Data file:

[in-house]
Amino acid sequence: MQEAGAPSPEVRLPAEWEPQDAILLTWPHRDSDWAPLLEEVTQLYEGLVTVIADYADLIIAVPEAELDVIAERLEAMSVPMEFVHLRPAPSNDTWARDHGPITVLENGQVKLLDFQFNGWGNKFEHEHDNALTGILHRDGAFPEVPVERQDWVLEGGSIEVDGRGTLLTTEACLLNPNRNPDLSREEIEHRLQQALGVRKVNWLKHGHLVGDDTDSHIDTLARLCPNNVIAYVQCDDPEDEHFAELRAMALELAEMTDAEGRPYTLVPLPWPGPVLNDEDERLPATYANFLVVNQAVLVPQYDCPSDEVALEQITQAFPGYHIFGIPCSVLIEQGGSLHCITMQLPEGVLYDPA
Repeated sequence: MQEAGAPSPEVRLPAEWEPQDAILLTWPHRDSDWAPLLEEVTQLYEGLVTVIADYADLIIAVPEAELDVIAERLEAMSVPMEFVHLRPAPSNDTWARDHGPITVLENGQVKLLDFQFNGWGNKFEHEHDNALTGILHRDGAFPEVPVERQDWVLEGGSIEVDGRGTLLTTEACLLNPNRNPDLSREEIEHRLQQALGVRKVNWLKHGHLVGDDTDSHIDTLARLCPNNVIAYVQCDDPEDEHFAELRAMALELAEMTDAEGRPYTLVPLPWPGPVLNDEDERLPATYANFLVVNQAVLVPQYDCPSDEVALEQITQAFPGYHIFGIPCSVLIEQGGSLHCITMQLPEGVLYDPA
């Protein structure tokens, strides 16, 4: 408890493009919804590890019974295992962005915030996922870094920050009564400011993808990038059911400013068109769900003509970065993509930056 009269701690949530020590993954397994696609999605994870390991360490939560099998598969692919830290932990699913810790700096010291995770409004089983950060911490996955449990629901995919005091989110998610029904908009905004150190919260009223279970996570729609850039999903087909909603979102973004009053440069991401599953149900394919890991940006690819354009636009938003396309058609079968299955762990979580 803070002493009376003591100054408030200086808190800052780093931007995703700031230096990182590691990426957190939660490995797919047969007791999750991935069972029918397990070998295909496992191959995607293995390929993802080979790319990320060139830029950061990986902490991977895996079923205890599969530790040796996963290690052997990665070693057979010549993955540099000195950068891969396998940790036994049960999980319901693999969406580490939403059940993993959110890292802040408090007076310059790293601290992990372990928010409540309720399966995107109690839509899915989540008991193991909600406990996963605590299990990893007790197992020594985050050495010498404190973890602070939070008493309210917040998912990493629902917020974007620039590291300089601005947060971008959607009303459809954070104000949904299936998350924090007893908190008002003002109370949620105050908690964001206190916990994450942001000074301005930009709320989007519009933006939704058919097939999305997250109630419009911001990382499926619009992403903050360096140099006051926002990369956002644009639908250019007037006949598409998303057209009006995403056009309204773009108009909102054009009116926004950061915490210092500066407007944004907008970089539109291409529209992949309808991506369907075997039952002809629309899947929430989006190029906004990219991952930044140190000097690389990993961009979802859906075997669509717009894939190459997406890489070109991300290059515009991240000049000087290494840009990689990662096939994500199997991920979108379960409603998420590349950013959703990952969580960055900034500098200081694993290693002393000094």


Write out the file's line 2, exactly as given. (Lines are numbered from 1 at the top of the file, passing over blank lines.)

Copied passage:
Amino acid sequence: MQEAGAPSPEVRLPAEWEPQDAILLTWPHRDSDWAPLLEEVTQLYEGLVTVIADYADLIIAVPEAELDVIAERLEAMSVPMEFVHLRPAPSNDTWARDHGPITVLENGQVKLLDFQFNGWGNKFEHEHDNALTGILHRDGAFPEVPVERQDWVLEGGSIEVDGRGTLLTTEACLLNPNRNPDLSREEIEHRLQQALGVRKVNWLKHGHLVGDDTDSHIDTLARLCPNNVIAYVQCDDPEDEHFAELRAMALELAEMTDAEGRPYTLVPLPWPGPVLNDEDERLPATYANFLVVNQAVLVPQYDCPSDEVALEQITQAFPGYHIFGIPCSVLIEQGGSLHCITMQLPEGVLYDPA